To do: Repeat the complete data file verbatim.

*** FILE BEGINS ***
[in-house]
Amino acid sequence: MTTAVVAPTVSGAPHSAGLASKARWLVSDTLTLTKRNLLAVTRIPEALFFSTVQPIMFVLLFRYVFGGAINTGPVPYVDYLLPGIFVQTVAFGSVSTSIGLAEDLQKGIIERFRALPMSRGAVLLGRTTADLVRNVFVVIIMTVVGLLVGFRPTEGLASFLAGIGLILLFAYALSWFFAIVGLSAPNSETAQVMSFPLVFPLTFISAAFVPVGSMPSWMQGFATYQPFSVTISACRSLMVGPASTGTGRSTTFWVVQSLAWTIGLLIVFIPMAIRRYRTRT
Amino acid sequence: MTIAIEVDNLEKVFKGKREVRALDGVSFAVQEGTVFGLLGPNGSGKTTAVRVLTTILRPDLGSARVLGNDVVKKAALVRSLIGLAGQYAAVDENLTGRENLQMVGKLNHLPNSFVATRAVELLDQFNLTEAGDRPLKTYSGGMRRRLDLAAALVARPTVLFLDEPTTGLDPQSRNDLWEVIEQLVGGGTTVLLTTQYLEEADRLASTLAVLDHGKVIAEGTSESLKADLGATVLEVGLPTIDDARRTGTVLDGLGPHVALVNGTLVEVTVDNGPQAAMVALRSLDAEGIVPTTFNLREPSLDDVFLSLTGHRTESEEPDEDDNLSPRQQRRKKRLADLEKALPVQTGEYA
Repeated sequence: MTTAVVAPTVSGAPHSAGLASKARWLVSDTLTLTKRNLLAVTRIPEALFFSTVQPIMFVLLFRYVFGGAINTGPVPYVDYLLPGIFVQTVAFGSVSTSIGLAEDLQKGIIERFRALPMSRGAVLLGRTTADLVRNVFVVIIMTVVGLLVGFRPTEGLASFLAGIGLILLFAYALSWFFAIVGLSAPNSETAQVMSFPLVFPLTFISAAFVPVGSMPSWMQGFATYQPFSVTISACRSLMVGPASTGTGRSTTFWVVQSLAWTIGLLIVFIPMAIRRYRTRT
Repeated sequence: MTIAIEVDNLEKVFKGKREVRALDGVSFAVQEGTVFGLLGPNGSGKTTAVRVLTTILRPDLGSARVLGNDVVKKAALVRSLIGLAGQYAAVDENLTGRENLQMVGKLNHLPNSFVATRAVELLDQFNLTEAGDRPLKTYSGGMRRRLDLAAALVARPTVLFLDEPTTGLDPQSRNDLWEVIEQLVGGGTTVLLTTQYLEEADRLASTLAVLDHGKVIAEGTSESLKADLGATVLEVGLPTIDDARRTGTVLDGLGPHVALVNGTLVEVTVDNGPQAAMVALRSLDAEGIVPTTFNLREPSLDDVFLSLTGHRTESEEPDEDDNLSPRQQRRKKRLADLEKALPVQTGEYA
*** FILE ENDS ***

[in-house]
Amino acid sequence: MTTAVVAPTVSGAPHSAGLASKARWLVSDTLTLTKRNLLAVTRIPEALFFSTVQPIMFVLLFRYVFGGAINTGPVPYVDYLLPGIFVQTVAFGSVSTSIGLAEDLQKGIIERFRALPMSRGAVLLGRTTADLVRNVFVVIIMTVVGLLVGFRPTEGLASFLAGIGLILLFAYALSWFFAIVGLSAPNSETAQVMSFPLVFPLTFISAAFVPVGSMPSWMQGFATYQPFSVTISACRSLMVGPASTGTGRSTTFWVVQSLAWTIGLLIVFIPMAIRRYRTRT
Amino acid sequence: MTIAIEVDNLEKVFKGKREVRALDGVSFAVQEGTVFGLLGPNGSGKTTAVRVLTTILRPDLGSARVLGNDVVKKAALVRSLIGLAGQYAAVDENLTGRENLQMVGKLNHLPNSFVATRAVELLDQFNLTEAGDRPLKTYSGGMRRRLDLAAALVARPTVLFLDEPTTGLDPQSRNDLWEVIEQLVGGGTTVLLTTQYLEEADRLASTLAVLDHGKVIAEGTSESLKADLGATVLEVGLPTIDDARRTGTVLDGLGPHVALVNGTLVEVTVDNGPQAAMVALRSLDAEGIVPTTFNLREPSLDDVFLSLTGHRTESEEPDEDDNLSPRQQRRKKRLADLEKALPVQTGEYA
Repeated sequence: MTTAVVAPTVSGAPHSAGLASKARWLVSDTLTLTKRNLLAVTRIPEALFFSTVQPIMFVLLFRYVFGGAINTGPVPYVDYLLPGIFVQTVAFGSVSTSIGLAEDLQKGIIERFRALPMSRGAVLLGRTTADLVRNVFVVIIMTVVGLLVGFRPTEGLASFLAGIGLILLFAYALSWFFAIVGLSAPNSETAQVMSFPLVFPLTFISAAFVPVGSMPSWMQGFATYQPFSVTISACRSLMVGPASTGTGRSTTFWVVQSLAWTIGLLIVFIPMAIRRYRTRT
Repeated sequence: MTIAIEVDNLEKVFKGKREVRALDGVSFAVQEGTVFGLLGPNGSGKTTAVRVLTTILRPDLGSARVLGNDVVKKAALVRSLIGLAGQYAAVDENLTGRENLQMVGKLNHLPNSFVATRAVELLDQFNLTEAGDRPLKTYSGGMRRRLDLAAALVARPTVLFLDEPTTGLDPQSRNDLWEVIEQLVGGGTTVLLTTQYLEEADRLASTLAVLDHGKVIAEGTSESLKADLGATVLEVGLPTIDDARRTGTVLDGLGPHVALVNGTLVEVTVDNGPQAAMVALRSLDAEGIVPTTFNLREPSLDDVFLSLTGHRTESEEPDEDDNLSPRQQRRKKRLADLEKALPVQTGEYA